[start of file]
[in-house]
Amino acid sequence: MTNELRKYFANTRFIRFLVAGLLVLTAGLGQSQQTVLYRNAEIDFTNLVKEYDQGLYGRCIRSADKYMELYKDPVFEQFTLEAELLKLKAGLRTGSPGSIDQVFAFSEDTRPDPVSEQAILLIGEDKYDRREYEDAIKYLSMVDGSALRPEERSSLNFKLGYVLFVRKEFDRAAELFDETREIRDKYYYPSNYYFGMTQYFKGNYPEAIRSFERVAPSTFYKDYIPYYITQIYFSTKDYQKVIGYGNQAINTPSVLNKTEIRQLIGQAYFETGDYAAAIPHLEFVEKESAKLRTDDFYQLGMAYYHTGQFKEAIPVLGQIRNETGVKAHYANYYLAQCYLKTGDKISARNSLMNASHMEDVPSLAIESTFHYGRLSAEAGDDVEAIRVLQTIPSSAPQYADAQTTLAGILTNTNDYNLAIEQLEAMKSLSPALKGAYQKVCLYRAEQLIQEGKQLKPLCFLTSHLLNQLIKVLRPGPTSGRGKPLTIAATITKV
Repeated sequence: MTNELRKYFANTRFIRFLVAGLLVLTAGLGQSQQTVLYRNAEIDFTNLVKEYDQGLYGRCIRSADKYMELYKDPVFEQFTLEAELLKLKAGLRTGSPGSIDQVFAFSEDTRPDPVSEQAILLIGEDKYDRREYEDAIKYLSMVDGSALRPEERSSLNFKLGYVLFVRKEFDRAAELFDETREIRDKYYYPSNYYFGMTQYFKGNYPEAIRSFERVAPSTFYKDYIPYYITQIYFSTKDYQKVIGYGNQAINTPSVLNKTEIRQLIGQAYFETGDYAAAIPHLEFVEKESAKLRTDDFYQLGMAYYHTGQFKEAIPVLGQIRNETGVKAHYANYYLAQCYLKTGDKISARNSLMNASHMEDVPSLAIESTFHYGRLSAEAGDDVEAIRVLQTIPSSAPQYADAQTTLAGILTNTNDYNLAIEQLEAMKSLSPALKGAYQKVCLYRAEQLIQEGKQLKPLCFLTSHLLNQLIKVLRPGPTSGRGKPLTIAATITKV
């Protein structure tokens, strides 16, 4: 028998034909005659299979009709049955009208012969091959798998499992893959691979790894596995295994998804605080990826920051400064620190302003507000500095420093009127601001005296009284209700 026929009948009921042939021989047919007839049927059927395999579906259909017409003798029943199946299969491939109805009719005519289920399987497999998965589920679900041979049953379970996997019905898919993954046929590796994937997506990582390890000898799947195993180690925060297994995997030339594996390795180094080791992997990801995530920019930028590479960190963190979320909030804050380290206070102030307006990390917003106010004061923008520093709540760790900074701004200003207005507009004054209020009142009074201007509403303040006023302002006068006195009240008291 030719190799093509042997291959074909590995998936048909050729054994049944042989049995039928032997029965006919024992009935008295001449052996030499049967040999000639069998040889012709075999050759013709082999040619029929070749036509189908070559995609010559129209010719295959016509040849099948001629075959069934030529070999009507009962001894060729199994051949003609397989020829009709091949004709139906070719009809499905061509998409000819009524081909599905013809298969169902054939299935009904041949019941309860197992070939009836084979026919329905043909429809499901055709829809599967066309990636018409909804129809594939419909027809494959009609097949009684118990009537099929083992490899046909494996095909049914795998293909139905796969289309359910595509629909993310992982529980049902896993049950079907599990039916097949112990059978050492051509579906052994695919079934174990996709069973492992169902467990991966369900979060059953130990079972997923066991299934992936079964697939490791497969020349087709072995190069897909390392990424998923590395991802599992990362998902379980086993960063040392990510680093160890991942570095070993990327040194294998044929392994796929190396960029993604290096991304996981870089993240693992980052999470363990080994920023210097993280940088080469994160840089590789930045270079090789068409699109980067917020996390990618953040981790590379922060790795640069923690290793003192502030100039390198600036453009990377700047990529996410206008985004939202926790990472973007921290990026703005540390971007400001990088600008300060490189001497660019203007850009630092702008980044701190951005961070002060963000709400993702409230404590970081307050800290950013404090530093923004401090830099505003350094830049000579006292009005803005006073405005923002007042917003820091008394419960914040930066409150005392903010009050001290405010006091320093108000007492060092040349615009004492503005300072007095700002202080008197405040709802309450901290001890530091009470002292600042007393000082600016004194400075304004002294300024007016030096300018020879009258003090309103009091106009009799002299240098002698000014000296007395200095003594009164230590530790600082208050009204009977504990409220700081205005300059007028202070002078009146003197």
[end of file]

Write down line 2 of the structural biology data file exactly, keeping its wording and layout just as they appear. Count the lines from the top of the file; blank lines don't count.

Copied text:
Amino acid sequence: MTNELRKYFANTRFIRFLVAGLLVLTAGLGQSQQTVLYRNAEIDFTNLVKEYDQGLYGRCIRSADKYMELYKDPVFEQFTLEAELLKLKAGLRTGSPGSIDQVFAFSEDTRPDPVSEQAILLIGEDKYDRREYEDAIKYLSMVDGSALRPEERSSLNFKLGYVLFVRKEFDRAAELFDETREIRDKYYYPSNYYFGMTQYFKGNYPEAIRSFERVAPSTFYKDYIPYYITQIYFSTKDYQKVIGYGNQAINTPSVLNKTEIRQLIGQAYFETGDYAAAIPHLEFVEKESAKLRTDDFYQLGMAYYHTGQFKEAIPVLGQIRNETGVKAHYANYYLAQCYLKTGDKISARNSLMNASHMEDVPSLAIESTFHYGRLSAEAGDDVEAIRVLQTIPSSAPQYADAQTTLAGILTNTNDYNLAIEQLEAMKSLSPALKGAYQKVCLYRAEQLIQEGKQLKPLCFLTSHLLNQLIKVLRPGPTSGRGKPLTIAATITKV